Cienski's team had been about to begin the "6 Summits Challenge," scaling six of the world's highest mountains to help raise money for and shed light on human trafficking. Cienski also planned to test Under Armour climbing apparel and gear -- which he'd helped design to stay warm without extra bulk -- in some of the world's harshest conditions.
The disaster left more girls than ever at risk of being preyed upon, in some cases by traffickers posing as relief workers, Cienski told The Sun last month. After the earthquake, the team stayed in Kathmandu and the Gorkha region with other aid workers to help.
"Traffickers prey on desperation and helplessness," Cienski said in a statement today. "April's earthquake created plenty of both for the Nepalese people.
"Learning that someone could take advantage of another human being in such incredibly helpless circumstances like those in Nepal and wherever a natural disaster strikes, made it abundantly clear that the 6 Summits Challenge should move forward, and we must do whatever we can to raise the public's awareness of the heightened dangers affecting the disadvantaged and displaced children and families of Nepal."
Today, Cienski announced plans to resume the mission, with a new climbing schedule and expeditions in Pakistan replacing climbs canceled in the wake of the disaster. He plans to unveil the refocused mission during a presentation to Under Armour employees tomorrow at the sports brand's Locust Point headquarters. Under Armour has given Cienski time off and agreed to sponsor his effort.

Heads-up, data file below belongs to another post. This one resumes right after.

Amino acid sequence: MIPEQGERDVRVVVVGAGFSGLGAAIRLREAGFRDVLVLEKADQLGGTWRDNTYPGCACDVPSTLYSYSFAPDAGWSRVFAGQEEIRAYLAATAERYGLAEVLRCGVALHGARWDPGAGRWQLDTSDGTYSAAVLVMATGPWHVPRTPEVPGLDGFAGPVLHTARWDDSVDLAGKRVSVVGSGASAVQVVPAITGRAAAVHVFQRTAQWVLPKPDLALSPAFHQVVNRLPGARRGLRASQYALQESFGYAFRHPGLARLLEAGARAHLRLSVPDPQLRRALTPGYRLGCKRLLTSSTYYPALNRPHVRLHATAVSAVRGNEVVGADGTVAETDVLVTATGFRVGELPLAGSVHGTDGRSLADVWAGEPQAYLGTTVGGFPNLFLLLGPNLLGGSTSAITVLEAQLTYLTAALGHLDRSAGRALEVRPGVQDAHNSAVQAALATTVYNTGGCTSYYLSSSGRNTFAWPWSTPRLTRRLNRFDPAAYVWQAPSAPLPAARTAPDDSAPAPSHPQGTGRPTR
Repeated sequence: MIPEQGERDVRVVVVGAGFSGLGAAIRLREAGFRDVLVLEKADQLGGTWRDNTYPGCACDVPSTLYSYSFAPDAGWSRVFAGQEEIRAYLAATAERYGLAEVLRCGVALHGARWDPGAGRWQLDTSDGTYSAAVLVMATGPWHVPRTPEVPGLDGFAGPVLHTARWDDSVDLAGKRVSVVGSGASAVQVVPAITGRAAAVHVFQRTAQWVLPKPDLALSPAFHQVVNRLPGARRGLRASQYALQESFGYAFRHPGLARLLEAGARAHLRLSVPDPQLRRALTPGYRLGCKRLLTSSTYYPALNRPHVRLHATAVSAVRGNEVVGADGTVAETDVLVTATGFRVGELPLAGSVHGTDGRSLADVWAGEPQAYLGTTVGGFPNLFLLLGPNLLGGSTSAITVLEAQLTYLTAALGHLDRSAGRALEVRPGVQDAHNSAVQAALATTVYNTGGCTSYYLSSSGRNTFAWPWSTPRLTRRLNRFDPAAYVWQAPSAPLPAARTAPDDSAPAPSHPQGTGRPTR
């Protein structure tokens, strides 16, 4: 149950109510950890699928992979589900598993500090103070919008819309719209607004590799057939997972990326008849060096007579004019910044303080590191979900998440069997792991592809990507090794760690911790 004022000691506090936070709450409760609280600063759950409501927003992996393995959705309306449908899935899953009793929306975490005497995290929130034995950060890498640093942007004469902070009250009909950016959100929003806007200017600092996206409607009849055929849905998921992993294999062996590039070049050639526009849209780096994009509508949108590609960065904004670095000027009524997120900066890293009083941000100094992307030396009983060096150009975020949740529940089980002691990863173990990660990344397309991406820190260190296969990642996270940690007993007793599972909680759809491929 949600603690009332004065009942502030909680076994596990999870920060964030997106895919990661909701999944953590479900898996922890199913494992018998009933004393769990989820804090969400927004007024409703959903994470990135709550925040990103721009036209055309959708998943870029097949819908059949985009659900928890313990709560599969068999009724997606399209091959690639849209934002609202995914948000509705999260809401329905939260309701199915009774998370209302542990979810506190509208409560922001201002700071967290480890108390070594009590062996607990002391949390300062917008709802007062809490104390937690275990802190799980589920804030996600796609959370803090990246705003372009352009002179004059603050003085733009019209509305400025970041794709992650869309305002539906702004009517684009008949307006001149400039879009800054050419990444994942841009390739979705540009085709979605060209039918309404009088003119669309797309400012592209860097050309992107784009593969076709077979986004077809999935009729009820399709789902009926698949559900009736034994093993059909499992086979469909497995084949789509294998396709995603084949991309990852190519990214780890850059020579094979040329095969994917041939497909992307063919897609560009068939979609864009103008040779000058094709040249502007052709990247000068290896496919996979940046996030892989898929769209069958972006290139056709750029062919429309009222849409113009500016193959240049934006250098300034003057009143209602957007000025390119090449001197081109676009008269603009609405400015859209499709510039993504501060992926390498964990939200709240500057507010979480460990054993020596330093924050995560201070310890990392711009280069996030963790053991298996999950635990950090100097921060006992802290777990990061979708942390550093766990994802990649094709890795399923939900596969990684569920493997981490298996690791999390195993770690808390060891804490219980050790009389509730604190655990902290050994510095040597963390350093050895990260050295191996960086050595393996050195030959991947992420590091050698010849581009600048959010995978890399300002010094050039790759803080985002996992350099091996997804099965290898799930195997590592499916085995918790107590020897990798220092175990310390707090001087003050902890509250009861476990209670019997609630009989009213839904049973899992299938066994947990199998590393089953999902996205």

The challenge will continue in July in Pakistan with attempts to scale the 11th, 12th and 13th highest peaks in the world -- Gasherbrum I, Broad Peak and Gasherbrum II. In late August, Cienski will travel to Tibet to climb the world's 14th highest peak, Shishapangma, by early September. That's to be followed by by Cho Oyu, the world's 6th highest peak, where he'll be accompanied by Hirohasa Suzuki from Japan, the youngest member of the climbing team. He expects to complete the challenge in Nepal, climbing Manaslu in late September.
The point of the mission, he says, is to redefine adventure in a way that will attract a global audience that will join him in his human trafficking fight.